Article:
Obamacare Real Estate Investment Tax

By | November 7, 2012

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The bad news is that the tax does exist and the good news is that it will not affect many people at all. The tax will only be imposed on households with combined incomes above $250,000 or separate filers with an income above $200,000. The trigger is that you must make a return on the sale of the investment property above the capital gains threshold which is $250,000 for individuals and $500,000 for couples. That is a pretty high threshold. At that point the tax does apply, but only applies to the amount of income above the exclusion. For instance, if you sell a property and earn a $557,000 return as a couple, you will be subject to a 3.8% tax on $57,000 or $2,166 provided your adjusted gross income is above $250,000 for the year. If not, then there is no tax on that investment.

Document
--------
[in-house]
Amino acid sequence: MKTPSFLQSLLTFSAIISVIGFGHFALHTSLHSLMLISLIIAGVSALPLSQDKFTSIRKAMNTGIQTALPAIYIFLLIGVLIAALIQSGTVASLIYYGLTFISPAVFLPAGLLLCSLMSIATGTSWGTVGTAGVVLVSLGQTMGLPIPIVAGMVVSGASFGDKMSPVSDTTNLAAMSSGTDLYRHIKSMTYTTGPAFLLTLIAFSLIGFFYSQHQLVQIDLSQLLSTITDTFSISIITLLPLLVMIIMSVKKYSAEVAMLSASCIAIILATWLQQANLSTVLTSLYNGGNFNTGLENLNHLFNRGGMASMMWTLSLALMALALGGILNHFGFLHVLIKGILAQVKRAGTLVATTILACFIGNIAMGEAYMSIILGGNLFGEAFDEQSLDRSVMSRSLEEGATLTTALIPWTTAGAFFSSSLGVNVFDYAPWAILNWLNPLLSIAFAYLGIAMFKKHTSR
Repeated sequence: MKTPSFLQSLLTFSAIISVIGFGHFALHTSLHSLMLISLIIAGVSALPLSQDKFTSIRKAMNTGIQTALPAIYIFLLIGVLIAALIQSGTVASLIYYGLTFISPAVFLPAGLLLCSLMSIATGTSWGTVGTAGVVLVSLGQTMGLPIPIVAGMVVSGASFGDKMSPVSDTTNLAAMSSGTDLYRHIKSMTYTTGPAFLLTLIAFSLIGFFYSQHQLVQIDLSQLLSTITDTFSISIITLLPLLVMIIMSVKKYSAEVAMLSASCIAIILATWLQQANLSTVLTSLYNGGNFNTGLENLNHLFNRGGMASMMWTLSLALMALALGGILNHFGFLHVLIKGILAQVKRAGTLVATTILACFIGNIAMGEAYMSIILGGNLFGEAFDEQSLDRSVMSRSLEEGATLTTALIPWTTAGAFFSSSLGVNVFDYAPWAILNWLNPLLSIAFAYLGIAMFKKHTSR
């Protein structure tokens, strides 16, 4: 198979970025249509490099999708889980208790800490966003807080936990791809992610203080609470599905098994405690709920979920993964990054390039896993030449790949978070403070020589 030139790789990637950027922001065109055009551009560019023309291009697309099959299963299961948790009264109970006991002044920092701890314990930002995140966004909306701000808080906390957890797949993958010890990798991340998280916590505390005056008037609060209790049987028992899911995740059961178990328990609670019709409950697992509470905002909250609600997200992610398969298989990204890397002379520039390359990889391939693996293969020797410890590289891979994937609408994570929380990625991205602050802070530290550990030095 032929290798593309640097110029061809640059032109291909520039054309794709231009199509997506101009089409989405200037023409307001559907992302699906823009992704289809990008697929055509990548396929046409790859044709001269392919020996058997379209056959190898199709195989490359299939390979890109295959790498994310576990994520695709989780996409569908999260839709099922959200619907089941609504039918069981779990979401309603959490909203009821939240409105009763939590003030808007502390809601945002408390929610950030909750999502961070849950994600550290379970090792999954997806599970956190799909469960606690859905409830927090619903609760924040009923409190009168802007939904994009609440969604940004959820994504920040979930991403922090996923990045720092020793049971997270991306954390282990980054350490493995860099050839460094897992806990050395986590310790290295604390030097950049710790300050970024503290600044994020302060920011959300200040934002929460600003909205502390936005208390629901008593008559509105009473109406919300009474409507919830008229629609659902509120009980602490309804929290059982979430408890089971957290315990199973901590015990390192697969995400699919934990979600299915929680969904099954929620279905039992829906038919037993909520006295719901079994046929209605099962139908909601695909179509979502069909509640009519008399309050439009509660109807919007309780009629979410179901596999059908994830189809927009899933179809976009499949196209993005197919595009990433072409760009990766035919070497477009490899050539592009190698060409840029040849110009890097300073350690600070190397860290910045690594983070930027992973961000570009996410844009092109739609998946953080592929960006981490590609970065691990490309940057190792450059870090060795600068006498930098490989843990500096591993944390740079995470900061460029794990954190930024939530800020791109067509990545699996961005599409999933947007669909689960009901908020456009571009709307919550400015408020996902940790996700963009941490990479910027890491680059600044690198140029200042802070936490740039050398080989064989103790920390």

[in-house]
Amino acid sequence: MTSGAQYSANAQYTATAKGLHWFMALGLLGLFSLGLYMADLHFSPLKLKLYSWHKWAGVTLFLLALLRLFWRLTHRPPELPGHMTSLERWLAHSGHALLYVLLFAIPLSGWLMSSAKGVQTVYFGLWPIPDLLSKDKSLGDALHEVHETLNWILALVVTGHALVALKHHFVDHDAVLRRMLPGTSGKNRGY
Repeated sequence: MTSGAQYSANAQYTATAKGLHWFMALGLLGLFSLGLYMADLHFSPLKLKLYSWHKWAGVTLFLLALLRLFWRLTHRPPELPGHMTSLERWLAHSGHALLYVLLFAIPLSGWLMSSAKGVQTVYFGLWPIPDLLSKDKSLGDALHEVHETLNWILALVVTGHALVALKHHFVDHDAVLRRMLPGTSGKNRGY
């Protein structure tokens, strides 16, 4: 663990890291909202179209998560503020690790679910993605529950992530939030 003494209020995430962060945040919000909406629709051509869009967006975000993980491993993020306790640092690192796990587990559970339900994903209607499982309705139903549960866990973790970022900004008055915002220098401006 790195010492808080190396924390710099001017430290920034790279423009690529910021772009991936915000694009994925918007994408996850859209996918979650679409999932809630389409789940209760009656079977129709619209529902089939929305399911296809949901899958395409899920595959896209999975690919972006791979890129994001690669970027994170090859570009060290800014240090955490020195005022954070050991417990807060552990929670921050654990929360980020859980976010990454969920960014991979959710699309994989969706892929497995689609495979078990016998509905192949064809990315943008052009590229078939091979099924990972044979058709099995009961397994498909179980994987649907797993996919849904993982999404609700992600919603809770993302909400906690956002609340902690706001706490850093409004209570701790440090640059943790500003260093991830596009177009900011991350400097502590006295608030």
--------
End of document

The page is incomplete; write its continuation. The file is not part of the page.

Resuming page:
It is estimated that less than 4% of U.S. households earn above $250,000 a year and the median price of a home in the U.S. today is roughly $160,000, this tax will likely not raise too much money. It will effect a relatively small number of people on an even smaller number of transactions. Nonetheless, make sure to consult with your tax professional to verify if you will be impacted by this new tax.

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